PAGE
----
Good for you for speaking up at your school for age-appropriate learning. But, the board is doing what so many others are doing these days -- governing out of fear. It's a crazy place where at these days when we need to train/prepare kids for kindergarten. But we're here. It's what's happening. So is the increase in anxiety and depression about teens and children!

      You so impress me, Jessamyn. You see the insanity, but you're dealing with it and making the proper decisions for your daughter. We need more parents like you.

    • profile image

      Jessamyn 2 months ago

      Thanks so much for your response, McKenna! I agree that being sensitive is a gift. My daughter is the kindest person I know of and she has so much empathy and creativity! After talking to her pediatrician and her school we decided that delaying entry into kindergarten until she’s 6 is actually not that unreasonable or even rare in our town. Also, it is not uncommon for kindergarteners to have to repeat...jeez, I wonder why, given that it is a very competitive STEM school in an affluent town. Over the next year I will allow her unlimited learning through play, museums, forest playgroup and libraries! Her co-op preschool disappoints me more by the day. Unfortunately none of the parents on the board value age appropriate learning. Instead they are discussing harsher ways to discipline the kids who won’t sit still. :(. I failed to convince the board that perhaps expecting kids to sit still for 1 hour straight is the problem but I was shut down by the majority who feared that if their kids aren’t “trained” to endure this torture they won’t be ready for kindergarten. I’m glad the school year will be over soon. It’s sad what early childhood edu has come to, but your words give me hope that the pendulum will slowly start swinging back.

    • letstalkabouteduc profile image

      McKenna Meyers 3 months ago from Bend, OR

      First, Jessamyn, I commend you for wanting a play-based preschool for your daughter. Too many parents today desire just the opposite--a highly structured and academic program to prepare their child for kindergarten. These moms and dads are parenting out of fear because they know kindergarten is now what first and second grade once were with children being placed in reading groups according to their ability and even being expected to write paragraphs. Common sense has gone out the window.

      Like your daughter, my younger son went to a preschool that was touted as play-based but was really academic with handwriting books, long circle times, and learning stations. My older son attended a co-op preschool that was truly play-based with none of those things. When my older son was done at school, he was thoroughly exhausted and went home for a nap. My younger son, who had been sitting and listening far too much, was ready for play with his friends. So, when school ended at 11:30, I'd pick him up along with a few buddies and they'd come to my home and play for a few hours.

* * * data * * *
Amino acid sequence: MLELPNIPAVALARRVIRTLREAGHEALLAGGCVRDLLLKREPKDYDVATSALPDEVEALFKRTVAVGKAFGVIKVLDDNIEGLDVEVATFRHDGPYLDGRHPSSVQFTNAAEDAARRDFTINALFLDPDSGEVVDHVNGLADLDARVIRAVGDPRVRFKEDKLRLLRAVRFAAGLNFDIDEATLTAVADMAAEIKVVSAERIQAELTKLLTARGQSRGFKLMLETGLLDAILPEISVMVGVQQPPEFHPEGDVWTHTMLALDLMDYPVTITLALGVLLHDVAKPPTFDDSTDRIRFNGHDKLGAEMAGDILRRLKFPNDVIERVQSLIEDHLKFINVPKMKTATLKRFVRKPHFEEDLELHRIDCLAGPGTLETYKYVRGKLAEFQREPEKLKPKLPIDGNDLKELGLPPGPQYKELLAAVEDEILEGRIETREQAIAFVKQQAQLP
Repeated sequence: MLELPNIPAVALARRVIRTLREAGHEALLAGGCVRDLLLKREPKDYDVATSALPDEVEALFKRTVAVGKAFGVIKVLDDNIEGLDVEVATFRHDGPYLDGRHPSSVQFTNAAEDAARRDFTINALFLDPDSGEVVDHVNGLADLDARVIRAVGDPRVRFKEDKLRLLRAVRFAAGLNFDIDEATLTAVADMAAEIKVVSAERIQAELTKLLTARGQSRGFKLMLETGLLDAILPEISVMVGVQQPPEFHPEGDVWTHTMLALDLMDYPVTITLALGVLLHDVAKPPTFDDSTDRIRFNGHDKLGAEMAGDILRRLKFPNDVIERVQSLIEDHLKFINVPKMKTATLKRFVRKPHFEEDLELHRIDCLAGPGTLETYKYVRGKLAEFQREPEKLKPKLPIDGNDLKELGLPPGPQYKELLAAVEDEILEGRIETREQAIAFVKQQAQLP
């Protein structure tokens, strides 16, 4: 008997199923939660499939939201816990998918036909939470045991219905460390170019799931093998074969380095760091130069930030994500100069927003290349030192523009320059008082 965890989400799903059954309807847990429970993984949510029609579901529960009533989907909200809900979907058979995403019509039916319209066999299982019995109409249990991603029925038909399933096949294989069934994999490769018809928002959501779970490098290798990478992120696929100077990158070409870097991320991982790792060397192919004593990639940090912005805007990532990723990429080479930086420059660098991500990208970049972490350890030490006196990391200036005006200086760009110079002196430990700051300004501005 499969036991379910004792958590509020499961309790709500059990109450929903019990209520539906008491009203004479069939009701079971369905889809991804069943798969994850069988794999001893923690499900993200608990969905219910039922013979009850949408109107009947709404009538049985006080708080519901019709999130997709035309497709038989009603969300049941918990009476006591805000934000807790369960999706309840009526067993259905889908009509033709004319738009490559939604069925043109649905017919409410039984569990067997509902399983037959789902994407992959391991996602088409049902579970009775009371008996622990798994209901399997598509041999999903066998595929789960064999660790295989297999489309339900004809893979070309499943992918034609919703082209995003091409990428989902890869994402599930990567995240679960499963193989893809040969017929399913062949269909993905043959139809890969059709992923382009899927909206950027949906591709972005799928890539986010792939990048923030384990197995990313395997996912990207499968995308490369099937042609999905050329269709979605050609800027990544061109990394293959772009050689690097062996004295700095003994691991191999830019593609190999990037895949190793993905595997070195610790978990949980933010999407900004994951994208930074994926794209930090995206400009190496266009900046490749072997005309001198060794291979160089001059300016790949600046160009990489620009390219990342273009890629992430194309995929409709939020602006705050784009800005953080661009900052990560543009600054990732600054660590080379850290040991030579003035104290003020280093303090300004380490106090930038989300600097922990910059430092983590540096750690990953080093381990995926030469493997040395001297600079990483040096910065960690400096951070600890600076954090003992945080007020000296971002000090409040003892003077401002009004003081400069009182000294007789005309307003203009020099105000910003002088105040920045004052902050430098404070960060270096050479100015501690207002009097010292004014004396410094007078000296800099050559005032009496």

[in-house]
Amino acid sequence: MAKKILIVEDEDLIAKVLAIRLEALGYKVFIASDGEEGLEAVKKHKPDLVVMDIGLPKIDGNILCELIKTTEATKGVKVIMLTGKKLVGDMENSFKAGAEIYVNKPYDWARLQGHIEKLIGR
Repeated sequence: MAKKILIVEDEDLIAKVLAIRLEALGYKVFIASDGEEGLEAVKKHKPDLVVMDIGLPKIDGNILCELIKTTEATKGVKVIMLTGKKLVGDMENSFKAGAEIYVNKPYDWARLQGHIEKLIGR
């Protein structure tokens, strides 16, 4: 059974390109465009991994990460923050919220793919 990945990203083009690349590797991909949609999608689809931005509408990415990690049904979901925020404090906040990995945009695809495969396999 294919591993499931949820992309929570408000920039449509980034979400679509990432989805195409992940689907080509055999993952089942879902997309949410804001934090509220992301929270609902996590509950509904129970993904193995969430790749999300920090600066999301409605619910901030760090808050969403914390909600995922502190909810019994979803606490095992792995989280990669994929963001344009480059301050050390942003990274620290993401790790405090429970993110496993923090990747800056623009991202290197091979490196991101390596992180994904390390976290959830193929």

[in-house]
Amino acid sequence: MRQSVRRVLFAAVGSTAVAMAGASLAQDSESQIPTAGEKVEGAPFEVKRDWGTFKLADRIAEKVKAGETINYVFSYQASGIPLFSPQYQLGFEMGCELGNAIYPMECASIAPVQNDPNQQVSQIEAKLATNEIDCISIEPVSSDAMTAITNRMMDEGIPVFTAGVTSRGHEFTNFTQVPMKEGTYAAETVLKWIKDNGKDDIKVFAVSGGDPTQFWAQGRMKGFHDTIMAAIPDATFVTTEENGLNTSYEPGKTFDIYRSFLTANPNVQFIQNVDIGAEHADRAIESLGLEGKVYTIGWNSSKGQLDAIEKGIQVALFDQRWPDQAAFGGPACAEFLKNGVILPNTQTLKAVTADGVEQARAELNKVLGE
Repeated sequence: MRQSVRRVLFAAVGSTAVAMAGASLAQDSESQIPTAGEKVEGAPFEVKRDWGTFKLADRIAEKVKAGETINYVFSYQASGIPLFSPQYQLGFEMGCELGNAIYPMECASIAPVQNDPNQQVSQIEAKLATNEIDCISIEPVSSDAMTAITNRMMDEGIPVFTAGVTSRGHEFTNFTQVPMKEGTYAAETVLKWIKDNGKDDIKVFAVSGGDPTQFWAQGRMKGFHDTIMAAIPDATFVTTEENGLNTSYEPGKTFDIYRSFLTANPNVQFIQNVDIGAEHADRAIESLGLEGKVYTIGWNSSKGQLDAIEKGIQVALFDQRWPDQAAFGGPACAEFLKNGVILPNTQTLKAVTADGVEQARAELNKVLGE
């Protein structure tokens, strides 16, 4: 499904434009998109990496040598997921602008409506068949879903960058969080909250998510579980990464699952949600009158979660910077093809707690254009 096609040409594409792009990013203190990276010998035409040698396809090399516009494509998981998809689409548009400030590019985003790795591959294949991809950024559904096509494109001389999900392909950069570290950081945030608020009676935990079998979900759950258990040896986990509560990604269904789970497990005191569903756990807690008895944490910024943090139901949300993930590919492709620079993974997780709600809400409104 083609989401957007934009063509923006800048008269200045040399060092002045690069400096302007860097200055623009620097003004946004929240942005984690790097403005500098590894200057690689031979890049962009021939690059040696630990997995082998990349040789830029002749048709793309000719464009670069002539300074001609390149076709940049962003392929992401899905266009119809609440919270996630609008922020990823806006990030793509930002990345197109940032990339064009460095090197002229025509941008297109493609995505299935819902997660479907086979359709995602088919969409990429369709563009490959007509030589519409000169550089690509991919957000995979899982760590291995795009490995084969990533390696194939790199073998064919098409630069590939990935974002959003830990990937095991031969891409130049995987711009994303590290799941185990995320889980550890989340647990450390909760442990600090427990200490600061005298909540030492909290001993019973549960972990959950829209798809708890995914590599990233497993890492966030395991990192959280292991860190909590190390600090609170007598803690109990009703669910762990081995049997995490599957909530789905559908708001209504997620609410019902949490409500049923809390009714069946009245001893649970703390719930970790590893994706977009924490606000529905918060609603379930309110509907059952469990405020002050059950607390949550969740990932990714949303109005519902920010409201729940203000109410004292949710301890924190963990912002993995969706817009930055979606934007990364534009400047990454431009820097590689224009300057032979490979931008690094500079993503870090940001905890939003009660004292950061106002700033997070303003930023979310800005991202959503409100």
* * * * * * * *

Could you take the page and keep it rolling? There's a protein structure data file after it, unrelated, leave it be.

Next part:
It sounds like your daughter may benefit from that as well. I was amazed how in depth their imaginative play became. I longed for those days when I had such a vivid imagination and felt sad that kids don't have the time at preschool to tap into it. Plus, I'm familiar with all the studies that show how play is so extremely valuable to children's emotional and social development.

      Since your daughter is sensitive, school (and life) will probably be challenging for her at times. But, what a beautiful trait it is to have a tender heart! I totally understand and sympathize with your dilemma.

      It's just a nutty time in early education now, but the pendulum will swing back. In the meantime, your daughter is lucky to have you as her advocate. Just realize a lot of what schools expect of students in the early years is developmentally inappropriate and most experienced teachers know it. However, they must reluctantly go along with this accelerated learning if they want to keep their jobs and not get labeled "old-fashioned." Unfortunately, some of the best have left. I wish you and your daughter the very best!

    • profile image

      Jessamyn 3 months ago

      I agree with all that is written here, but as a parent of preschool aged girl I don’t know what to do with this information. My daughter is in part time preschool right now and we were under the impression that the preschool was play based, but from what I’ve observed it definitely not. There are only 4 months left so we’re not withdrawing her, but what then? She will be 4 months shy of 6 when kindergarten starts, but kindergarten in our town is full day only and very academic.

      My child is highly sensitive, I thought about holding her back a year but her preschool teacher said that would be unnecessary and unheard of to redshirt a child this old, however compulsory age is 7 here. Private schooling is not an option and I don’t have what it takes to homeschool. What would you do?